Devoting Time to Anticipation
The season leading up to Christmas tends to be a hectic one. We’re busy buying and planning and decorating for the holidays – and sometimes we just forget to stop and remember the depths of the spiritual meaning to these few weeks.
The church season of Advent helps us to do this well, providing a time of anticipation that draws us into the themes of Hope, Peace, Joy, and Love as we approach the celebration of the birth of the One who brings hope, the Prince of Peace, the Joy of our Salvation, and the embodiment of Love on Earth.
Advent 2017 begins Sunday, December 3, and each day of the season, we will post here a devotional focused on one of the four themes of the season, and ending with a focus on the Christ child at Christmas:
December 3-7: Hope
December 8-12: Peace
December 13-17: Joy
December 18-22: Love
December 23-24: Christ
These devotionals were written by members of River Road Church, Baptist, and they are accompanied by art drawn by our children (and a couple of our adults!) to represent this season and all it means for us as Christians.
I hope you’ll take a few moments each day to read these devotionals as we anticipate the coming of Christ together in the coming weeks.
O Come, O Come, Emmanuel!
Header Art by Evan
Content Art by Michael
Photo by Libby Grammer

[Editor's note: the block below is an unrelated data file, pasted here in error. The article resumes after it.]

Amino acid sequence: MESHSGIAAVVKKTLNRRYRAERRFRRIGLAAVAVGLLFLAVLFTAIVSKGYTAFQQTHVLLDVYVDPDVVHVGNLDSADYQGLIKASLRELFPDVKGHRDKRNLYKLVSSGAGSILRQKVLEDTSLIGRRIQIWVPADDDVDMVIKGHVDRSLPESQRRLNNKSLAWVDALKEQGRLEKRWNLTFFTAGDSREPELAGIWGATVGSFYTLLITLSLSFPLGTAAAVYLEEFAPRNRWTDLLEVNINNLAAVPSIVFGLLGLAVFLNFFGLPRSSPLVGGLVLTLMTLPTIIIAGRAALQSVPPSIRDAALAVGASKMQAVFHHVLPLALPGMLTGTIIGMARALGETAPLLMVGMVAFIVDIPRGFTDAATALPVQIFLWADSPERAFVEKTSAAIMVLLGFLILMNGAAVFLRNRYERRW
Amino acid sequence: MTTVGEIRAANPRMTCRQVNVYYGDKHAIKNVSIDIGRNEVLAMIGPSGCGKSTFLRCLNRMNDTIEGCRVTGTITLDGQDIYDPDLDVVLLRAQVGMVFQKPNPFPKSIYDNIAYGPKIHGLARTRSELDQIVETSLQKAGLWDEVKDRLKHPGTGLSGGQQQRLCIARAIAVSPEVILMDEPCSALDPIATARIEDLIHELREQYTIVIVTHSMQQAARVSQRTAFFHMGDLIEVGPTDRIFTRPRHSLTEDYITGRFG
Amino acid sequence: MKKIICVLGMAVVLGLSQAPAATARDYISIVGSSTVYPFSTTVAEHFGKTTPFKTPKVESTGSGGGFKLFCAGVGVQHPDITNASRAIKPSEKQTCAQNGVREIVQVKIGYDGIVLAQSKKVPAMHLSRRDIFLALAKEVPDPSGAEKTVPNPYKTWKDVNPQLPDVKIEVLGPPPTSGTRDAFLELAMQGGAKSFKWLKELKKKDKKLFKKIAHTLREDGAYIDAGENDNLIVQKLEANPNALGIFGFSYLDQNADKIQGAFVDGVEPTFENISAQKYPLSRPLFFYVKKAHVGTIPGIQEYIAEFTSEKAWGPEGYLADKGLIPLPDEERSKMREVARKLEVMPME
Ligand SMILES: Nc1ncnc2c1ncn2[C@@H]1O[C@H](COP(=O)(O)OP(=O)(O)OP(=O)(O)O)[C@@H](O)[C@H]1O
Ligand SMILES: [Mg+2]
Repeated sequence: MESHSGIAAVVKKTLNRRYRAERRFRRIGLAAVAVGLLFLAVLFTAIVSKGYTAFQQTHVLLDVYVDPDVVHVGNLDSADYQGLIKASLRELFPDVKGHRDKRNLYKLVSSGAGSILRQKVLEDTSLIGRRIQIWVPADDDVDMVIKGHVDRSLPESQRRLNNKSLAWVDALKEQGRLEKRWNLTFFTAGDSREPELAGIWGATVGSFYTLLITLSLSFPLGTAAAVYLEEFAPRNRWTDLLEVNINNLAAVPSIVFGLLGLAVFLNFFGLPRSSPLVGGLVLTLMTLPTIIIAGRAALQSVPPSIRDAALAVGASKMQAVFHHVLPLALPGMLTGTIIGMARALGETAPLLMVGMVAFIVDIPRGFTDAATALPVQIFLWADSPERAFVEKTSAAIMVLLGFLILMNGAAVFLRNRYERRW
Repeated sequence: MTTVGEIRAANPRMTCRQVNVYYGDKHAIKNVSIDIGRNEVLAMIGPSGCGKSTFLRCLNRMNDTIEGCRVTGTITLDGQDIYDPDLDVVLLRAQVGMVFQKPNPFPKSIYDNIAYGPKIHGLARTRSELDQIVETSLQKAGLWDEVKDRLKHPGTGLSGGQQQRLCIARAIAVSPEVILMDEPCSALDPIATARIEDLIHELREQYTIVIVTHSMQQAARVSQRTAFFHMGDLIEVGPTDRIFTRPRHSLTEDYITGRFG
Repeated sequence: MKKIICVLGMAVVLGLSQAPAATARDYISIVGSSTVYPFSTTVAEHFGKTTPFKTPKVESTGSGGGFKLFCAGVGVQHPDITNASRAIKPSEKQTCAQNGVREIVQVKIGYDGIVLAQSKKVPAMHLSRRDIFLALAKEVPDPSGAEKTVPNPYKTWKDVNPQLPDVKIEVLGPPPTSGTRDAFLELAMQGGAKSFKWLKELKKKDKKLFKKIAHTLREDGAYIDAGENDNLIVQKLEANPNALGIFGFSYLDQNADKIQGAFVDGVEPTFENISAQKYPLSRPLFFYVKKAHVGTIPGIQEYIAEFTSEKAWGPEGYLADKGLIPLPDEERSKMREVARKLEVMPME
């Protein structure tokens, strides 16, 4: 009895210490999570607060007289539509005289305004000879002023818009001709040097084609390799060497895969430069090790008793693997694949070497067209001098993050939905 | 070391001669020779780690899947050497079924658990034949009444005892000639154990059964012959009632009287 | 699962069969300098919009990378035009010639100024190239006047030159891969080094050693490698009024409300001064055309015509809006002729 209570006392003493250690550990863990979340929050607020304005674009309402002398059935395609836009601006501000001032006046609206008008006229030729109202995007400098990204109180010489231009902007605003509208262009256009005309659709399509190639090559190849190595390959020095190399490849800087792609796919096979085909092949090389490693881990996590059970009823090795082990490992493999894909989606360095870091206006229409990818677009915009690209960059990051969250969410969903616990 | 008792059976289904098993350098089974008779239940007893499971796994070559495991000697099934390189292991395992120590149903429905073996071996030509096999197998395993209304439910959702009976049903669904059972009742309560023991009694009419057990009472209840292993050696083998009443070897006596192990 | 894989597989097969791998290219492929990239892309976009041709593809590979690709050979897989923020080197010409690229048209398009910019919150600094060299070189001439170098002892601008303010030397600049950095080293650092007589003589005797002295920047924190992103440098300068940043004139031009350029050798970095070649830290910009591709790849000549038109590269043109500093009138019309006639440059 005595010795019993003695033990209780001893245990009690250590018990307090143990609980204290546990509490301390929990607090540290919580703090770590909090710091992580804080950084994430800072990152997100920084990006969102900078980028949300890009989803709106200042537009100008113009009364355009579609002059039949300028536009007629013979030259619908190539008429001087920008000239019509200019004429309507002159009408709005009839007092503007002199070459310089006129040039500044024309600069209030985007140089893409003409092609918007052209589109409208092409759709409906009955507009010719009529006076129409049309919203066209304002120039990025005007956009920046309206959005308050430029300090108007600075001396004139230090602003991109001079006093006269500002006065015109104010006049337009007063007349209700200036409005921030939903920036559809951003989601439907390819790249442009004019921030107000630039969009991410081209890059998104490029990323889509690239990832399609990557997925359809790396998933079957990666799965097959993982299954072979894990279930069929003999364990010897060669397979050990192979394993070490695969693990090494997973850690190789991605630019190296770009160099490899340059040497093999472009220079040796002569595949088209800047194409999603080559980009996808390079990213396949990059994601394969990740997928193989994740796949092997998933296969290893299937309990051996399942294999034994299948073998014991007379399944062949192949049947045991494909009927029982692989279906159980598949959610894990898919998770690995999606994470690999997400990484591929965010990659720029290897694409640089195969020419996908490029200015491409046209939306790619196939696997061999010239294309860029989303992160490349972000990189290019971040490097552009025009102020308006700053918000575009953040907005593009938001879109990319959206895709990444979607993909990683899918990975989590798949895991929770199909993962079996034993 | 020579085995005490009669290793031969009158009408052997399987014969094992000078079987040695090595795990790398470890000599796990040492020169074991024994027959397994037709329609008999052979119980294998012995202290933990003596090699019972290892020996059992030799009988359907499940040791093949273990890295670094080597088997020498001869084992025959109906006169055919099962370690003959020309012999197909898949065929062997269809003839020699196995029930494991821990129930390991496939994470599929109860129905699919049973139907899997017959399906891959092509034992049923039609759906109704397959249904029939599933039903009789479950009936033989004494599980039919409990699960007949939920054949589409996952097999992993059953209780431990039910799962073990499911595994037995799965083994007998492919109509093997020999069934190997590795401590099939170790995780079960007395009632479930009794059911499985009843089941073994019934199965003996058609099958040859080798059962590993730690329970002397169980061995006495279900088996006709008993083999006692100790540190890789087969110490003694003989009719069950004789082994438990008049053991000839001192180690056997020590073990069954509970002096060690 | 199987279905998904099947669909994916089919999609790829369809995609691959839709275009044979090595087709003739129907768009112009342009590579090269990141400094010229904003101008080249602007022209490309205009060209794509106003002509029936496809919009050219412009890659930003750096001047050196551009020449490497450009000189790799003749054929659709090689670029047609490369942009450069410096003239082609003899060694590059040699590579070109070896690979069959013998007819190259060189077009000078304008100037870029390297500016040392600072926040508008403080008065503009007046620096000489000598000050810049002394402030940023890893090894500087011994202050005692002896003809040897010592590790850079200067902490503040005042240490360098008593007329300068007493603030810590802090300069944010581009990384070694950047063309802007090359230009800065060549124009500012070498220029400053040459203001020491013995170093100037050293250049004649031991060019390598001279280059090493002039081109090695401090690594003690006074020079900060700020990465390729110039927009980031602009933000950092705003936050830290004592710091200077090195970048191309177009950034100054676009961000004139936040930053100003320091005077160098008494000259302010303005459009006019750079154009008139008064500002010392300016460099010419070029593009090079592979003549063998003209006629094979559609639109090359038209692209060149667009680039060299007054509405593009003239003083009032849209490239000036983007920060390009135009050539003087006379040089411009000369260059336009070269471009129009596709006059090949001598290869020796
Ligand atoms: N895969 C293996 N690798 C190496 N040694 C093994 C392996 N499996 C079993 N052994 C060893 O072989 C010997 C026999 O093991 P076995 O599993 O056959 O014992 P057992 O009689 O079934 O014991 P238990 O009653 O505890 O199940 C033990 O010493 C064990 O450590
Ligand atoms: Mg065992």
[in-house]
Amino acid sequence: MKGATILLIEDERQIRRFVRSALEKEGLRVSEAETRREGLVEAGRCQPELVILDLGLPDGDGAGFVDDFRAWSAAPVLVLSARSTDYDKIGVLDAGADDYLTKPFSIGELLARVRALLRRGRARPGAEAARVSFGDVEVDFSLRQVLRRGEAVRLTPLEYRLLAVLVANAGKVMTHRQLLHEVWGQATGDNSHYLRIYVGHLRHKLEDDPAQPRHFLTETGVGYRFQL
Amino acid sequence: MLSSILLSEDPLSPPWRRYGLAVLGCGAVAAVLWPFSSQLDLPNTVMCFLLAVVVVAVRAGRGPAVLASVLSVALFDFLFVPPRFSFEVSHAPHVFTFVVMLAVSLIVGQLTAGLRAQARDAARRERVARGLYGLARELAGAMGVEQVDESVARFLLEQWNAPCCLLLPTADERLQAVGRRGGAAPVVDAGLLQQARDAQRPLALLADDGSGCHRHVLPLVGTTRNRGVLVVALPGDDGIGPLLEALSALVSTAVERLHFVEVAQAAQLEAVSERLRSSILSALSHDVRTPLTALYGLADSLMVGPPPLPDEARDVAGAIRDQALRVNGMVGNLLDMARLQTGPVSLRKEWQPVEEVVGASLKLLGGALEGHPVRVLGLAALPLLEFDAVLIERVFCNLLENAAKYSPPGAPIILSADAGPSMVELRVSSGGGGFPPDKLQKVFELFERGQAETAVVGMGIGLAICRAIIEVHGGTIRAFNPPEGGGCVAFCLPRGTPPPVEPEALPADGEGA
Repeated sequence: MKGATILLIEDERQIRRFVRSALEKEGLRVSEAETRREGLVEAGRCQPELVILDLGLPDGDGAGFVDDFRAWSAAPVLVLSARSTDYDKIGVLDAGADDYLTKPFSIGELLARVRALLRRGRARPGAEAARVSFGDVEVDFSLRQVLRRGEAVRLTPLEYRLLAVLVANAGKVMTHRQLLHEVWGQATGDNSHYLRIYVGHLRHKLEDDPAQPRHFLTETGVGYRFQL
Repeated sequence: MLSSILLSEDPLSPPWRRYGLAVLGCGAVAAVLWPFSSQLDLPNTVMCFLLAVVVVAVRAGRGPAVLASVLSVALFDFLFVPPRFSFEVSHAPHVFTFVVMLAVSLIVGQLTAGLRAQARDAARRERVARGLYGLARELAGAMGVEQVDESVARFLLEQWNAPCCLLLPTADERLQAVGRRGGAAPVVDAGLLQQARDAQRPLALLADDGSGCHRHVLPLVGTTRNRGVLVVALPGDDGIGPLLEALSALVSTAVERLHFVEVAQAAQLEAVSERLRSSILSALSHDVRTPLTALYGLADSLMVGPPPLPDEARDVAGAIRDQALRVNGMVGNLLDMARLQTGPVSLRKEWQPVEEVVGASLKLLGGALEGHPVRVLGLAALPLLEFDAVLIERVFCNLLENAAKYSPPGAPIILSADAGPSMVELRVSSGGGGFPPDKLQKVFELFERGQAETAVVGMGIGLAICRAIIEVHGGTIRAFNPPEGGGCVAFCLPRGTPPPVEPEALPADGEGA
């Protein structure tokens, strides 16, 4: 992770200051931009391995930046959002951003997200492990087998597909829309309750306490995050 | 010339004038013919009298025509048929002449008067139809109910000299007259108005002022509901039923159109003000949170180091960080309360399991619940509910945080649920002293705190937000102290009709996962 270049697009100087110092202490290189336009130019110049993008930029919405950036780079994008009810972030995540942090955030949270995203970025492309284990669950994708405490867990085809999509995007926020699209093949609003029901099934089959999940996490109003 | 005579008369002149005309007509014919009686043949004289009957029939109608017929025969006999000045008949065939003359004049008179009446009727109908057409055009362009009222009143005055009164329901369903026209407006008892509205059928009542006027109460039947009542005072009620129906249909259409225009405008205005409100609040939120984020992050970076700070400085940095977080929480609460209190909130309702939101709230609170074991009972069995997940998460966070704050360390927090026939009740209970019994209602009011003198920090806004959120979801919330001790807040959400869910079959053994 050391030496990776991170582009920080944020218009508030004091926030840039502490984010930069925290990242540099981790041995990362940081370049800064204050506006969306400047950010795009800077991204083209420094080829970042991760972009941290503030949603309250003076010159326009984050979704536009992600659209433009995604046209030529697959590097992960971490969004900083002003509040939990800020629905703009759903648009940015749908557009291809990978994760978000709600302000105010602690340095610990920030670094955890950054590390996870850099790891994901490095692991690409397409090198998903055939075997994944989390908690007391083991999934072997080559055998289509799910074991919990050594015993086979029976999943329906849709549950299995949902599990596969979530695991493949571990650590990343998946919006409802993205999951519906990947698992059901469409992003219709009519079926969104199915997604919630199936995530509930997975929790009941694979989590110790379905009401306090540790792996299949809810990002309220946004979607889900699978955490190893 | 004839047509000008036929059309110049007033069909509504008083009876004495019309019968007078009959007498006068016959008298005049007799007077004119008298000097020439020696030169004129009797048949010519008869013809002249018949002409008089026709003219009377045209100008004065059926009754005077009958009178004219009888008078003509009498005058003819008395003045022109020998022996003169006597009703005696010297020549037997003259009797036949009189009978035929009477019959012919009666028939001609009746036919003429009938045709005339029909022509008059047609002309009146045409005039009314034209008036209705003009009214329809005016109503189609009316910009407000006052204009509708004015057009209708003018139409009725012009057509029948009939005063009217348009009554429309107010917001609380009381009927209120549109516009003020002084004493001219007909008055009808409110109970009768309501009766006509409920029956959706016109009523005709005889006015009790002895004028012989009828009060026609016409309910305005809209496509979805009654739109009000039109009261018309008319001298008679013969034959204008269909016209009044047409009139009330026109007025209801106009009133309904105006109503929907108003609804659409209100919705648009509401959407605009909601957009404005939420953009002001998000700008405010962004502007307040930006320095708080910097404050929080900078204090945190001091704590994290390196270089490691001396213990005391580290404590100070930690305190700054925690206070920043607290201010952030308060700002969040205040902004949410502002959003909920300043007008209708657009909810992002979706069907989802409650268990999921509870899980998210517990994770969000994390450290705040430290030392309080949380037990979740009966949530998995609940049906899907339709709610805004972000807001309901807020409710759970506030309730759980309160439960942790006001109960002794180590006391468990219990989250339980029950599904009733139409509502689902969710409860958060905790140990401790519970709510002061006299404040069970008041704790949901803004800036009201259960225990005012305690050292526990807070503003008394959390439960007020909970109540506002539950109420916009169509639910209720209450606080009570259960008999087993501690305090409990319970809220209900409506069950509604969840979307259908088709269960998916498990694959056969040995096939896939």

For many, myself included, this time of year can be one of melancholy, and with the days growing shorter, and the signs of lushness falling to the ground, it is easy to consider that the land itself feels the same way.
Imagine Mary and Joseph adoring the newborn Baby Jesus.
The concept of me writing an Advent devotion for others to use seemed crazy.
I have said this to you, so that in me you may have peace. In the world, you face persecution.
But take courage; I have conquered the world!
Recently, Ken Burns’ PBS special on the Vietnam War brought into our homes the horrors of war with its gruesome cost in human life, national strife, and political upheaval.
“But the angel said to them, ‘Do not be afraid: for see—I am bringing you good news of great joy for all the people.’” Luke 2:10
I recently made a trip to Macy’s in search of “just the right Christmas gift.”
If we were looking for things that suppress hope, we would not have to look far.
“I hope.” These words may constitute one of the shortest prayers we will ever say. I don’t mean hope as it refers to wishful thinking.
Many years ago, The New York Times ran an article about the Judith and Martin Markovitz from Newton Township, Pennsylvania.
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